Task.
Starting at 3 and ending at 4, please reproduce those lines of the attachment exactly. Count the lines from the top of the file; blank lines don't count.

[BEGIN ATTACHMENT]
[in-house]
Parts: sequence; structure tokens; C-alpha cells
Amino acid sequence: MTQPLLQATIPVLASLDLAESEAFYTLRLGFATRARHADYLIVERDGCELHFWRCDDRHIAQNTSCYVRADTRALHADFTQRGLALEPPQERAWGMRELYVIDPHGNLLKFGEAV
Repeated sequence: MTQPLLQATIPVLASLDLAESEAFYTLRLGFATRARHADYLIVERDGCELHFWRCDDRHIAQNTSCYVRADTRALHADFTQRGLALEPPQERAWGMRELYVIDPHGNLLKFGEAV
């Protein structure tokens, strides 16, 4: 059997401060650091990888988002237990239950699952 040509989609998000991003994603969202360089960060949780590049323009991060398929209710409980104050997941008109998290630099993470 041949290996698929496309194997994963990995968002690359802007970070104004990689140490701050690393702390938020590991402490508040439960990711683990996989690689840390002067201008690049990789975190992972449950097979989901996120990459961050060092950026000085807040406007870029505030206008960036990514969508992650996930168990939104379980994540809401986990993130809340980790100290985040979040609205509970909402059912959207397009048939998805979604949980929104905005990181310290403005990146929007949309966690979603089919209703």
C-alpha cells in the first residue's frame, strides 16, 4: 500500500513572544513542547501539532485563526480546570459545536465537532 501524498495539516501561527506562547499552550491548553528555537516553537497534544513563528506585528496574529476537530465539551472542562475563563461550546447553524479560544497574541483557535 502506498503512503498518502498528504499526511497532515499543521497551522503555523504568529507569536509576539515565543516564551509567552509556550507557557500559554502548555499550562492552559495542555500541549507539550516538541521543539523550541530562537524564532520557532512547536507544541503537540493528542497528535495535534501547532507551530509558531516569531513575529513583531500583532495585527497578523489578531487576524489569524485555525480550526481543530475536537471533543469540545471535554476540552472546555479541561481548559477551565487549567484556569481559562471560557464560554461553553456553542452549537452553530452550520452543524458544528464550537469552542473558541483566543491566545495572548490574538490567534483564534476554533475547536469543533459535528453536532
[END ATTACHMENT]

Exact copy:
Amino acid sequence: MTQPLLQATIPVLASLDLAESEAFYTLRLGFATRARHADYLIVERDGCELHFWRCDDRHIAQNTSCYVRADTRALHADFTQRGLALEPPQERAWGMRELYVIDPHGNLLKFGEAV
Repeated sequence: MTQPLLQATIPVLASLDLAESEAFYTLRLGFATRARHADYLIVERDGCELHFWRCDDRHIAQNTSCYVRADTRALHADFTQRGLALEPPQERAWGMRELYVIDPHGNLLKFGEAV